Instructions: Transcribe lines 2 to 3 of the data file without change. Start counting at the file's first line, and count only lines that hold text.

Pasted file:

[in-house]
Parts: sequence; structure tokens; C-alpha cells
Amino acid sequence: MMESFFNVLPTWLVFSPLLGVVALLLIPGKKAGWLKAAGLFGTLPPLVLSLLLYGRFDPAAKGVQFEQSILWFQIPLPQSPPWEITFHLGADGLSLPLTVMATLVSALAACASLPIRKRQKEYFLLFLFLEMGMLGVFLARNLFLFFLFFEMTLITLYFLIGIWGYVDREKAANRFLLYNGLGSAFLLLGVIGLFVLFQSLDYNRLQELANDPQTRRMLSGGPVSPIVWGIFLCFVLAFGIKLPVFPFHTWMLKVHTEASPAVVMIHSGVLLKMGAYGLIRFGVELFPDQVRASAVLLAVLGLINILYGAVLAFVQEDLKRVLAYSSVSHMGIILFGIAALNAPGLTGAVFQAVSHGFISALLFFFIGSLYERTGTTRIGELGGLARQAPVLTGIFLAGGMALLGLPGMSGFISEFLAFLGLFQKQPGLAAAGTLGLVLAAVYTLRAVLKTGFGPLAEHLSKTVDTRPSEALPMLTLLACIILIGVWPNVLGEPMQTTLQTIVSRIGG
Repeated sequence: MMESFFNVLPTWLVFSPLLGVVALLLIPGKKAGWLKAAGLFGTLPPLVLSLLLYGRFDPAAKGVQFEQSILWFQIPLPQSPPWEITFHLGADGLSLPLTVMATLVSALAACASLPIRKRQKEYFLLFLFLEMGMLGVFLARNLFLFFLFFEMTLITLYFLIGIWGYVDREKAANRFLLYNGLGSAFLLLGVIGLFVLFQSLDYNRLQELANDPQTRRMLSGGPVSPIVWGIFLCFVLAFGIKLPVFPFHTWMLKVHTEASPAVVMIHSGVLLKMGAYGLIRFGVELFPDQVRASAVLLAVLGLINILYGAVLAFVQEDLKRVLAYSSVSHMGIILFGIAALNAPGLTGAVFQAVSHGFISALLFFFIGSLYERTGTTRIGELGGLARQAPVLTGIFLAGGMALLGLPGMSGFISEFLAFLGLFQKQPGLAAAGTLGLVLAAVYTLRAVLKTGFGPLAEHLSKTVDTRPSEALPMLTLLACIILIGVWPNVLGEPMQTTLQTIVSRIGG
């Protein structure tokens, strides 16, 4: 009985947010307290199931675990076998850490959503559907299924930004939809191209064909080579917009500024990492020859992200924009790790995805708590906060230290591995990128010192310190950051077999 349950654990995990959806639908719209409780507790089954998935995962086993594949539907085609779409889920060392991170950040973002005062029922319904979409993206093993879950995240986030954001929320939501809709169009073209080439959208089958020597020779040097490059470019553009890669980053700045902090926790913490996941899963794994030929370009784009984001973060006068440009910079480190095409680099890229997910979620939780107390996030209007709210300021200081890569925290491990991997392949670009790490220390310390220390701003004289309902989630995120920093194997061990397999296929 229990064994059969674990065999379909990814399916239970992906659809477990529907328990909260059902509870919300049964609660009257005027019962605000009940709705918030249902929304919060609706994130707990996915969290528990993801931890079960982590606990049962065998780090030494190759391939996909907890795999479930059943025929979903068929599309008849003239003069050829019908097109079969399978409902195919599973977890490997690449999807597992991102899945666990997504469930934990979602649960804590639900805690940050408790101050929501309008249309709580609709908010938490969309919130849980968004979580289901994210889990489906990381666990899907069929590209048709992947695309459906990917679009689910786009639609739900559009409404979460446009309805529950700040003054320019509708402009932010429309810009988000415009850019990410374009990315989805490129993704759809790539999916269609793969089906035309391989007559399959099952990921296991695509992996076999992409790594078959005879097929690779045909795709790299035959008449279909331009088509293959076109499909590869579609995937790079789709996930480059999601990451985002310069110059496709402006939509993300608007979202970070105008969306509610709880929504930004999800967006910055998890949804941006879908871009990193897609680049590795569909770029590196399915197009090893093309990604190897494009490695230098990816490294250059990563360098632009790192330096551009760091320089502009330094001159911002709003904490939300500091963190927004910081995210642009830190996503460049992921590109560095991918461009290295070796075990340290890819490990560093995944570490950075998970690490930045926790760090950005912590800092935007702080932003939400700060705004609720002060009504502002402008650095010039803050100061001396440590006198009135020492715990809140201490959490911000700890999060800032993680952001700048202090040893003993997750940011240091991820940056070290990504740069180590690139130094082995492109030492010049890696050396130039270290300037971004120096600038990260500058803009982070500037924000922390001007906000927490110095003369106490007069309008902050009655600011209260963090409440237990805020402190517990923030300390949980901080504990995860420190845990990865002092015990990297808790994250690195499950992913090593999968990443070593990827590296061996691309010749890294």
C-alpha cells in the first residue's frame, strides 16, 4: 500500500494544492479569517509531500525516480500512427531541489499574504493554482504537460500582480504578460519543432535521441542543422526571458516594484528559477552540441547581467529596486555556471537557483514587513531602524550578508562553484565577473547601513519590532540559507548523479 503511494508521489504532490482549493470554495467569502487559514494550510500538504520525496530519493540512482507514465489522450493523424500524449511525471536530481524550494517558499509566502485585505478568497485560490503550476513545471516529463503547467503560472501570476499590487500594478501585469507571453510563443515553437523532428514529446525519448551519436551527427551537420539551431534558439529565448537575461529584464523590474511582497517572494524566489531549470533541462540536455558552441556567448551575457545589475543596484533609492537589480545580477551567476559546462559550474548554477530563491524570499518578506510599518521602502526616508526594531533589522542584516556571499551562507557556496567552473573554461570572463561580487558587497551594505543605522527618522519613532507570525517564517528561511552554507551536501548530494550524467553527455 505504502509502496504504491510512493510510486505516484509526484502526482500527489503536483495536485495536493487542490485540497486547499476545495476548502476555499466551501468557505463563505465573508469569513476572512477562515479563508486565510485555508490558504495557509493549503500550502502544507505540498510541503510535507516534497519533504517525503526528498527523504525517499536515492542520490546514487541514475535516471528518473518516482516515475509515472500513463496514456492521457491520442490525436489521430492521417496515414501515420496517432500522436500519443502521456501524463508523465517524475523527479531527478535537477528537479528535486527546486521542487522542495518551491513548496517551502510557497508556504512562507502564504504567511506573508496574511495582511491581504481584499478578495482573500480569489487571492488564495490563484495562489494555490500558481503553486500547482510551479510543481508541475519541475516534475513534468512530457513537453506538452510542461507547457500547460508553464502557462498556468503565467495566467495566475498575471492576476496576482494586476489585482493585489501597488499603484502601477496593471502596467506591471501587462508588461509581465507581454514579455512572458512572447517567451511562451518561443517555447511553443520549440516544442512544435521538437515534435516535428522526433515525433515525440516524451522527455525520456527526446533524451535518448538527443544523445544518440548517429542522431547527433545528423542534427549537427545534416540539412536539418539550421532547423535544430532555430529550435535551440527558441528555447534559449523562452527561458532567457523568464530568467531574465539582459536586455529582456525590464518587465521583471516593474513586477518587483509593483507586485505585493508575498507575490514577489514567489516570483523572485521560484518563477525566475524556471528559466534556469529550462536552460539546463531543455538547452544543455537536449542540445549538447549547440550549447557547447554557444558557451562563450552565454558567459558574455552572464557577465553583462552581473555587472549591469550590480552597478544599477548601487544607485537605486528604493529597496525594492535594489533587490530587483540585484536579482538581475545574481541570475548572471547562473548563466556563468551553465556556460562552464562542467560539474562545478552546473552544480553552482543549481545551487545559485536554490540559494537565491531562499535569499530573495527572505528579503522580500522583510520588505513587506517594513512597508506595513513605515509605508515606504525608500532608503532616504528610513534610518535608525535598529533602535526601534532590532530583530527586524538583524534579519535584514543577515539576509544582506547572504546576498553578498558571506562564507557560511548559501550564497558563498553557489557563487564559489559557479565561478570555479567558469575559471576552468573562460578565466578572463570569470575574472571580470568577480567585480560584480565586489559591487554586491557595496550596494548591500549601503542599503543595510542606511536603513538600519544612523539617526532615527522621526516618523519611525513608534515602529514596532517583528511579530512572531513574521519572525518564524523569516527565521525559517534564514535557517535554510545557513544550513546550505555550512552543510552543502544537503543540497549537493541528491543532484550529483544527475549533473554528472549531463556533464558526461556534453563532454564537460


Parts: sequence; structure tokens; C-alpha cells
Amino acid sequence: MMESFFNVLPTWLVFSPLLGVVALLLIPGKKAGWLKAAGLFGTLPPLVLSLLLYGRFDPAAKGVQFEQSILWFQIPLPQSPPWEITFHLGADGLSLPLTVMATLVSALAACASLPIRKRQKEYFLLFLFLEMGMLGVFLARNLFLFFLFFEMTLITLYFLIGIWGYVDREKAANRFLLYNGLGSAFLLLGVIGLFVLFQSLDYNRLQELANDPQTRRMLSGGPVSPIVWGIFLCFVLAFGIKLPVFPFHTWMLKVHTEASPAVVMIHSGVLLKMGAYGLIRFGVELFPDQVRASAVLLAVLGLINILYGAVLAFVQEDLKRVLAYSSVSHMGIILFGIAALNAPGLTGAVFQAVSHGFISALLFFFIGSLYERTGTTRIGELGGLARQAPVLTGIFLAGGMALLGLPGMSGFISEFLAFLGLFQKQPGLAAAGTLGLVLAAVYTLRAVLKTGFGPLAEHLSKTVDTRPSEALPMLTLLACIILIGVWPNVLGEPMQTTLQTIVSRIGG